AQA GCSE Chemistry

Revision Notes

3.5.1 Amount of Substance in Relation to Volumes of Gases

Higher Tier Only

Calculating Gas Volumes

Avogadro’s Law

  • Avogadro’s Law states that at the same conditions of temperature and pressure, equal amounts of gases occupy the same volume of space
  • At room temperature and pressure, the volume occupied by one mole of any gas was found to be 24 dm3 or 24,000 cm3
  • This is known as the molar gas volume at RTP
  • RTP stands for “room temperature and pressure” and the conditions are 20ºC and 1 atmosphere (atm)
  • From the molar gas volume the following formula triangle can be derived:

Molar Volume dm3 (decimetre) Formula Triangle, IGCSE & GCSE Chemistry revision notes

Formula triangle showing the relationship between moles of gas, volume in dm3 and the molar volume

  • If the volume is given in cm3 instead of dm3, then divide by 24,000 instead of 24:

Molar Volume cm3 Formula Triangle, IGCSE & GCSE Chemistry revision notes

Formula triangle showing the relationship between moles of gas, volume in cmand the molar volume

  • The formula can be used to calculate the number of moles of gases from a given volume or vice versa
  • Simply cover the one you want and the triangle tells you what to do

To find the volume

Volume = Moles x Molar Volume

Examples of Converting Moles into Volumes Table

Examples of Converting Moles into Volumes Table, downloadable IGCSE & GCSE Chemistry revision notes

To find the moles

Moles = Volume ÷ Molar Volume

Examples of Converting Volumes into Moles Table

Examples of Converting Volumes into Moles Table, downloadable IGCSE & GCSE Chemistry revision notes

Higher Tier Only

Calculations Involving Reacting Gases

  • You may be asked to calculate the volume of a gas from a given amount stated in grams instead of moles
  • To answer these type of questions you must first convert grams to moles and then calculate the volume.

Worked Example

Example 1

What is the volume of 154 g of nitrogen gas at RTP?

Answer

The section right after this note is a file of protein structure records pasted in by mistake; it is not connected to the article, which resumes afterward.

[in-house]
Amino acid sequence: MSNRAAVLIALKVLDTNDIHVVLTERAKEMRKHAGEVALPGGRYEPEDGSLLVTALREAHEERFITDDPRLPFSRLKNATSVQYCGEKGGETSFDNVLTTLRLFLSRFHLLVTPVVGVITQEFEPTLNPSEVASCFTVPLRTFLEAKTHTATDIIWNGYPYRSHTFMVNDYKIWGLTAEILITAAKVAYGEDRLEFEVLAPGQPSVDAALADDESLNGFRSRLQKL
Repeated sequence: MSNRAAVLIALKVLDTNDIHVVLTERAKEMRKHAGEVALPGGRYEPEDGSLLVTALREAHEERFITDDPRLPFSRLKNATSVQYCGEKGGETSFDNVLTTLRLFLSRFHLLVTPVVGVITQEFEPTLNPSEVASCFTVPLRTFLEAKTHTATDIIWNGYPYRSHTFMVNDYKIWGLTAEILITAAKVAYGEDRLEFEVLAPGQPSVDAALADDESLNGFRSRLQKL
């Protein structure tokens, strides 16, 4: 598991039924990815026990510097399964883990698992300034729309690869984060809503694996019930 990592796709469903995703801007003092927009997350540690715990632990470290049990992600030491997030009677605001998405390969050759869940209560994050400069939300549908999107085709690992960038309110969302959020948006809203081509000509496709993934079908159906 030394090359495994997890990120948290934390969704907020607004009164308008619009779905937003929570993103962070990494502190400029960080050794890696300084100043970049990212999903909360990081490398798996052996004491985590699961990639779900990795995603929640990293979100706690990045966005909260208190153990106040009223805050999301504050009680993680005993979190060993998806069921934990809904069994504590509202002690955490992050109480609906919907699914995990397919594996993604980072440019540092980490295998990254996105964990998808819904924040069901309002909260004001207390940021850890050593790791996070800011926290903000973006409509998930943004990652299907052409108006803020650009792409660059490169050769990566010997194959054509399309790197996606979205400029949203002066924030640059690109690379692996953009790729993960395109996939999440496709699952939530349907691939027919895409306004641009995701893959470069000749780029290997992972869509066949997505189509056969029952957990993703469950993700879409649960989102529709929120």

Gas Volumes from Masses WE1, downloadable IGCSE & GCSE Chemistry revision notes

  • A second style of gas calculation involves calculating the volumes of gaseous reactants and products from a balanced equation and a given volume of a gaesous reactant or product
  • These problems are straightforward as you are applying Avogadro’s Law, so the moles ( and cofficients) in equations are in the same ratio as the gas volumes

Worked Example

Example 2

The complete combustion of propane gives carbon dioxide and water vapour as the products

C3H8 (g) + 5O2 (g) → 3CO2 (g) + 4H2O (g)

Determine the volume of oxygen needed to react with 150 cm3 of propane and the total volume of the gaseous products

Answer

    • The balanced equation shows that 5 moles of oxygen are needed to completely react with 1 mole of propane
    • Therefore the volume of oxygen needed would be = 5 moles x 150 cm3 = 750 cm3
    • The total number of moles of gaseous products is = 3 + 4 = 7 moles
    • The total volume of gaseous products would be = 7 moles x 150 cm3 = 1050 cm3

Exam Tip

Make sure you use the correct units as asked by the question when working through reacting gas volume questions.

Author: Francesca

Fran has taught A level Chemistry in the UK for over 10 years. As head of science, she used her passion for education to drive improvement for staff and students, supporting them to achieve their full potential. Fran has also co-written science textbooks and worked as an examiner for UK exam boards.
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